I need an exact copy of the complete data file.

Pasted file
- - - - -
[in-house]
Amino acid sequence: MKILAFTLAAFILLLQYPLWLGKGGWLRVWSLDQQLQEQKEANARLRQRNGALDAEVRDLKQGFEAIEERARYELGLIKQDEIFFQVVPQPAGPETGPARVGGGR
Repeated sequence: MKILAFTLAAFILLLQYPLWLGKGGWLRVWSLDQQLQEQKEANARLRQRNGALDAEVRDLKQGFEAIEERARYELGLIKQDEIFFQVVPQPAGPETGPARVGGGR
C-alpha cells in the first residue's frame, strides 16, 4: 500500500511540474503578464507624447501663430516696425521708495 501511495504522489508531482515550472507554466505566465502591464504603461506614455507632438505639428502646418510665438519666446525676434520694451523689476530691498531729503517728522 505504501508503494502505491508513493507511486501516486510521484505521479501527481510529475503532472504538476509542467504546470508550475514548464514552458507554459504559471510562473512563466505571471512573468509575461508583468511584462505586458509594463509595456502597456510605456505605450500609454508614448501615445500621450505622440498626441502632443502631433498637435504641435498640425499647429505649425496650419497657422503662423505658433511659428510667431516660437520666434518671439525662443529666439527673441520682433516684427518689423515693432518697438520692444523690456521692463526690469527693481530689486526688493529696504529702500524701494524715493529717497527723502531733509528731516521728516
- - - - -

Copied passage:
[in-house]
Amino acid sequence: MKILAFTLAAFILLLQYPLWLGKGGWLRVWSLDQQLQEQKEANARLRQRNGALDAEVRDLKQGFEAIEERARYELGLIKQDEIFFQVVPQPAGPETGPARVGGGR
Repeated sequence: MKILAFTLAAFILLLQYPLWLGKGGWLRVWSLDQQLQEQKEANARLRQRNGALDAEVRDLKQGFEAIEERARYELGLIKQDEIFFQVVPQPAGPETGPARVGGGR
C-alpha cells in the first residue's frame, strides 16, 4: 500500500511540474503578464507624447501663430516696425521708495 501511495504522489508531482515550472507554466505566465502591464504603461506614455507632438505639428502646418510665438519666446525676434520694451523689476530691498531729503517728522 505504501508503494502505491508513493507511486501516486510521484505521479501527481510529475503532472504538476509542467504546470508550475514548464514552458507554459504559471510562473512563466505571471512573468509575461508583468511584462505586458509594463509595456502597456510605456505605450500609454508614448501615445500621450505622440498626441502632443502631433498637435504641435498640425499647429505649425496650419497657422503662423505658433511659428510667431516660437520666434518671439525662443529666439527673441520682433516684427518689423515693432518697438520692444523690456521692463526690469527693481530689486526688493529696504529702500524701494524715493529717497527723502531733509528731516521728516